CROP production estimates have been lifted across the board in Western Australia on the back of September rain and cooler conditions that have been ideal for grain fill.
At the same time, frost has not had the same impact on crops this year as it did last year except for some areas of the great southern region.
In its October crop report, the Grain Industry Association of Western Australia (GIWA) has increased production estimates across all crops by more than 5 per cent from last month, with estimates for the state’s overall winter crop production up 12.4pc to 11.53 million tonnes (Mt).
“Even though the crops are later, this year we will get a fair contribution to yield and grain size from late tillers. So, whilst the wheat was thin early on, it has filled out now,” he said.
Mr Lamond said while grain size and weight was likely to be very good due to the mild conditions over spring and with minimal impact from frost, cereal grain protein would be lower than normal due to the unexpected soft finish to the season.
“There is a question over protein. Most growers were fertilising for a below-average or average year but it kicked on. So, there will be dilution of protein,” he said.
Yield potential remains low in WA’s north-eastern cropping areas and higher across southern parts and the South Coast.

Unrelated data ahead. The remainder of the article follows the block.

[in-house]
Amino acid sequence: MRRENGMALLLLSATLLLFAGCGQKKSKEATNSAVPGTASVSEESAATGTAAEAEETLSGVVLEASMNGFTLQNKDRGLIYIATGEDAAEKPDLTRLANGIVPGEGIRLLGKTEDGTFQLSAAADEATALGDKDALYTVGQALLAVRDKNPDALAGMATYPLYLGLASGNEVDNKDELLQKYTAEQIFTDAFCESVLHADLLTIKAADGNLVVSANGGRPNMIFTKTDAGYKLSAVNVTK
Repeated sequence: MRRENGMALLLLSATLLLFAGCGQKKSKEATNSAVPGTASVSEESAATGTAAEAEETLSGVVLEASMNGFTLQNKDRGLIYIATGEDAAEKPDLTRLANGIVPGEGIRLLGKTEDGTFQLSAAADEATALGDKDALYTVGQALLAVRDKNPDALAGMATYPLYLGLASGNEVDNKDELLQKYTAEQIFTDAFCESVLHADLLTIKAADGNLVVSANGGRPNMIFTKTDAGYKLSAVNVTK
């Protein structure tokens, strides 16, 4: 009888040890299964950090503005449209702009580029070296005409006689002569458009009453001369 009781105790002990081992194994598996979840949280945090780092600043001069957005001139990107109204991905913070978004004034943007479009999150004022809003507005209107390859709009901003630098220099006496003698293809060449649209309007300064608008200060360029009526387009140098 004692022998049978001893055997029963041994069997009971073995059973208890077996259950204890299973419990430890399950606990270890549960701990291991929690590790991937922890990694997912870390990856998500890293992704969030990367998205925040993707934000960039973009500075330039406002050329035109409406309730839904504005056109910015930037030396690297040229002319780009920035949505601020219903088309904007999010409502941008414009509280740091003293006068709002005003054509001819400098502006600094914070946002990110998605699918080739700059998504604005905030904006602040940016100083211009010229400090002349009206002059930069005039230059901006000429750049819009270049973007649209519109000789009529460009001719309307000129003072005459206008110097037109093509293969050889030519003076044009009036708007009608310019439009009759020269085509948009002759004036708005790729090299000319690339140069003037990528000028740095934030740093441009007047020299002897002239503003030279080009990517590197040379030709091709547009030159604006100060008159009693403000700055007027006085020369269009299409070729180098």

Mr Lamond said crops in the western and southern regions were looking particularly good, and there was still potential for the state winter crop figure to edge up over 12Mt before harvest was finished.
“There is still some upward potential, particularly in the Esperance, Albany and Kwinana,” he said.
Mr Lamond said wheat and barley tonnages were now predicted to achieve closer to historical levels resulting in a significant turnaround from just a few months ago.
Canola tonnage is going to be close to historical levels, however average grain yields are likely to be lower than normal due mainly to the poor start carrying through to the end of the season.
Oil percentages for canola are likely to be good due to cooler temperatures during the grain fill period.
Lupin tonnages will be down and it is expected much of the production will be kept on farm.
Oat production for grain and hay will be down this year with much of the oats for grain expected to be retained on farm.
Field peas have not been impacted by frost as has been the case in the last few years and there is noticeably more alternative grain legumes being trialled across the state, although tonnages are low at present.
Meanwhile, WA Department of Primary Industries and Regional Development research officer, Ian Foster, said rainfall projections for October to November from climate models were showing either neutral probabilities or a weak preference towards drier than normal conditions.
“The probabilities for below average seasonal are not as strong as early in the growing season,” he said.
“There is little agreement among the models for seasonal temperatures, as regional climate indicators such as El Nino / Southern Oscillation (ENSO) and Indian Ocean Dipole (IOD) are neutral.
“There is some chance of weak La Nina conditions developing late in 2017, but this is expected to be of short duration.”
GIWA crop report: http://www.giwa.org.au/2017